Tuesday Time-Wasting Tip-Off #13: Why Conducting Research Can Be Counter-Productive

There are few endeavours in life that require you to immediately stop what you are doing, go off and read a couple of pages in a book, browse through Google Groups or search Stackoverflow for a close enough answer and then return to work.

And yet, this is what people do all the time.

Stuck for an idea? Research!

Do not feel like writing? Research!

Cannot seem to figure out the solution to a problem? Research!

Most office workers are constantly shifting gears, going from work to research, and back to work, and then back to research, throughout their work day. Talk about inefficient.

Welcome to this week’s Tuesday Time-Wasting Tip-Off, where you might just find that conducting research is actually counter-productive to the creation process.

Perform Your Research During Research Time

Let us be up front about this, never, ever let facts, or the lack of them, get in the way of anything you do. For most of the tasks you perform and projects you undertake, the gather of factual information, or further information, whilst in the middle of the creative process is just a hindrance to progress.

00313 Many projects and sizable tasks need and should be broken up in to discrete phases, first research and due diligence, followed by whatever the task entails to “make something happen.” Mixing different types of work just slows the whole enterprise.

As an example, writing has, and should have, very discrete phases, if you want to be very, very productive. Idea generation, research, writing, editing, further research, fact checking, are all examples of these individual phases and a good, and above all, disciplined writer knows when to do each phase and when not to try and shift gears and combine two phases in to one.

Yeah, but what happens when you are writing like a madman and hit a wall and need to know some information to continue?

Ask yourself this, is the information vital to the narrative or plot point right now that you cannot write another word without filling in the missing blanks on the information?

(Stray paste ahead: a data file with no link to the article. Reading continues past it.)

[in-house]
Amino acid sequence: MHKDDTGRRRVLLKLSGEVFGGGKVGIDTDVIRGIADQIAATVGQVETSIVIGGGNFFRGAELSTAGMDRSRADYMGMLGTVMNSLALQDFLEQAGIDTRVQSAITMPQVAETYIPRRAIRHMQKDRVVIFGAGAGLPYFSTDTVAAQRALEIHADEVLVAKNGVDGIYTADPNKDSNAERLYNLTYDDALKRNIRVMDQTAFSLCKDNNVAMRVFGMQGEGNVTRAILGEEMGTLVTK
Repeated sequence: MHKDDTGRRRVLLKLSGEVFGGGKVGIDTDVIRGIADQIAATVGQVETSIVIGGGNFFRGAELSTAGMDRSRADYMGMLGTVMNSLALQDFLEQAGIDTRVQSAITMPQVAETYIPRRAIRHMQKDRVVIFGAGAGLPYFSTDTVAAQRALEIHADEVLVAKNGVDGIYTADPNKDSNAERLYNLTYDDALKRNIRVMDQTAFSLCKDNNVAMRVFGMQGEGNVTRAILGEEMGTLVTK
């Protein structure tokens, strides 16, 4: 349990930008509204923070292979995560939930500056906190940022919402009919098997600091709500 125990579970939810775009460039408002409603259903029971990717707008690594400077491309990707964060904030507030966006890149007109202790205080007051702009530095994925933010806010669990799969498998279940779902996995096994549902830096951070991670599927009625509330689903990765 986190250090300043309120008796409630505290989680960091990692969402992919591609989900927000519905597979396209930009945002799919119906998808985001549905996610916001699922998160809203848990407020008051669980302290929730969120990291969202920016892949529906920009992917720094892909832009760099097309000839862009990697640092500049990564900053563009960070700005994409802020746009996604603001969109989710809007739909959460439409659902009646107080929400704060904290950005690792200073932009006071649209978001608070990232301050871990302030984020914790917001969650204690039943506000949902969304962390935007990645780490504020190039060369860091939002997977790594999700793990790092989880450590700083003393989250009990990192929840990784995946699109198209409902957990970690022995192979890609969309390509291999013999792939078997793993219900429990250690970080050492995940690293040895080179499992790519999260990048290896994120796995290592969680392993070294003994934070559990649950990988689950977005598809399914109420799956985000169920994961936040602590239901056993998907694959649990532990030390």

Research when it is time to research. Write when it is time to write. Once you are writing, should you need more research, just put in a quick note indicating a lack of information and further research to be done, then get right back to writing.

I know of many writers who, when they are not sure of a fact, or need to perform research on something, whilst in the middle of their flow, will just insert the two letters, TK, [insert link to a writer who uses TK] and just keep on writing as though they had the information.

The letters T and K are not in any English words [verify this fact] very few English Words, so it becomes exceedingly easy to perform a find and replace on them once the actual writing work is done and the writer returns to doing further research. By doing it this way, the writer can remain in their flow state and become super productive without being bogged down in details.

Personally, I do not use the TK method, instead preferring the use of [square brackets] with a comment inside them to remind me what I needed to do. I find that the usage of square brackets allows me to search quickly and they stand out like a sore thumb when I format just those characters in Microsoft Word to display as bright neon pink.

When programming I will insert JRL (my initials), followed by the six digit date, which I can easily search for in all of my source code files. This little tag in the source reminds me to write more error checking, clean up a particular section of code, or just figure out why in the durn hell it does not work the way I expected it to.

This same principle applies to many other tasks and activities too. A placeholder graphic in a website design, a discordant audio effect in place of the real one during development of a video game, a neon green or hot pink image as the texture on a 3D model can all substitute for the real item when what you need to do is the work and not worry about the details.

So many people fall in to the trap of “perfect research.” They avoid putting off the actual task, such as writing, until the perfect amount of research is completed. Sometimes it pays to have only partial research, with incomplete information, and just begin the required task, filling in the missing details later.

A good enough solution that takes advantage of the opportunity available to you now is far, far better than a perfect solution delivered after the opportunity has passed you by.

What other areas of your life can you put TK on and return to later, after you have become super productive?

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